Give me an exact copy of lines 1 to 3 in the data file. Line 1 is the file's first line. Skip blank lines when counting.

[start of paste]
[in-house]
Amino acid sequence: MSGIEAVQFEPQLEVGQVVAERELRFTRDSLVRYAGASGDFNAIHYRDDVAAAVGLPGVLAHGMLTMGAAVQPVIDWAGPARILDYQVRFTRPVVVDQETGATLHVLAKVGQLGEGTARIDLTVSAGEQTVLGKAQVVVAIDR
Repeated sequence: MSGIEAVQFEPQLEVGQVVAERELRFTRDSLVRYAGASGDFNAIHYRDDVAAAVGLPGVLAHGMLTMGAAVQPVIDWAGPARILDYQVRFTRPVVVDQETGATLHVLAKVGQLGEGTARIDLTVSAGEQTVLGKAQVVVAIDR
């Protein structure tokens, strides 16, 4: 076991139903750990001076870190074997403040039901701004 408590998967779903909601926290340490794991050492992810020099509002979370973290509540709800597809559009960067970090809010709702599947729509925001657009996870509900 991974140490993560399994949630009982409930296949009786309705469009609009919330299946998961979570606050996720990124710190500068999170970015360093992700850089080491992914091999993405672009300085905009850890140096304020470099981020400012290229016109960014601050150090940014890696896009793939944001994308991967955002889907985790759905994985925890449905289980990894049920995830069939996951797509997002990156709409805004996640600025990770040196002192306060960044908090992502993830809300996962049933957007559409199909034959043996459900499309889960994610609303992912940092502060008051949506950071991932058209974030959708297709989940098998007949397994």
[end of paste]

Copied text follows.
[in-house]
Amino acid sequence: MSGIEAVQFEPQLEVGQVVAERELRFTRDSLVRYAGASGDFNAIHYRDDVAAAVGLPGVLAHGMLTMGAAVQPVIDWAGPARILDYQVRFTRPVVVDQETGATLHVLAKVGQLGEGTARIDLTVSAGEQTVLGKAQVVVAIDR
Repeated sequence: MSGIEAVQFEPQLEVGQVVAERELRFTRDSLVRYAGASGDFNAIHYRDDVAAAVGLPGVLAHGMLTMGAAVQPVIDWAGPARILDYQVRFTRPVVVDQETGATLHVLAKVGQLGEGTARIDLTVSAGEQTVLGKAQVVVAIDR